Farscape's Claudia Black

Selected from Cult Times Special #17

Claudia Black as Aeryn Sun, plus Farscape's PilotTotal Eclipse

It was something of a shock when former Peacekeeper Aeryn Sun was apparently drowned in a freezing lake at the end of Farscape’s Season Two. We ask Claudia Black to shed some light on the events of the last two years…

Interview by David Bassom

Has the Sun really set on Farscape?

That is the question which consumed viewers of The Sci-Fi Channel’s hit series ever since Aeryn Sun’s apparent death during Farscape’s cliffhanging second season finale, Die Me Dichotomy. And it’s one topic that the series’ leading lady, Claudia Black, simply isn’t going to be drawn on right now.

“I can’t answer that question,” Black tells Cult Times. “I can’t. You know I can’t. All I can say is that I’m still working out at Homebush, at the Farscape facility,” she adds cryptically. “I’m still involved with the show in a certain capacity. And I know that’s caused some confusion for people who’ve been on-set and have seen me out there...”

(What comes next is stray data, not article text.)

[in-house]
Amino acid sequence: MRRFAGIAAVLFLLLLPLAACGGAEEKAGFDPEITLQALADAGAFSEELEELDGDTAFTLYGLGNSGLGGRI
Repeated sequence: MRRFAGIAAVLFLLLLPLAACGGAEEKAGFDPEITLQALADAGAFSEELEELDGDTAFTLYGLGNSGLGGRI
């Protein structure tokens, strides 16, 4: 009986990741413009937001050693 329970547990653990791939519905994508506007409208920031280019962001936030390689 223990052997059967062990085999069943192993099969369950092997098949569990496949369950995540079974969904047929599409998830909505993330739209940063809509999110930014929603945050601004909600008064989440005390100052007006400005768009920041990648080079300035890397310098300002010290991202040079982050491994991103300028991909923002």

Black, it must be said, isn’t deliberately trying to be awkward or unhelpful. But, under the terems of her contract, any speculative questions about the possibility of her character’s resurrection/cloning/whatever are met with an apologetic but firm “No comment” from Black.

Fortunately, however, Black is able and more than willing to discuss the events of Farscape’s opening two seasons. And while the true extent of her character’s death is clearly a taboo subject, Black relishes the opportunity to recall the birth of Aeryn Sun, and the process by which she originally brought the no-nonsense, emotionally-repressed Peacekeeper to life.

“It was difficult to place Aeryn in the beginning,” she reveals. “I was told a lot of different things by a lot of different people. And although I always knew that the character had enormous potential, there really wasn’t much in the script to go on, because the Peacekeepers have always been written as really quite generic soldiers. So to put heart into a character when you’re not allowed to show heart is an interesting conundrum.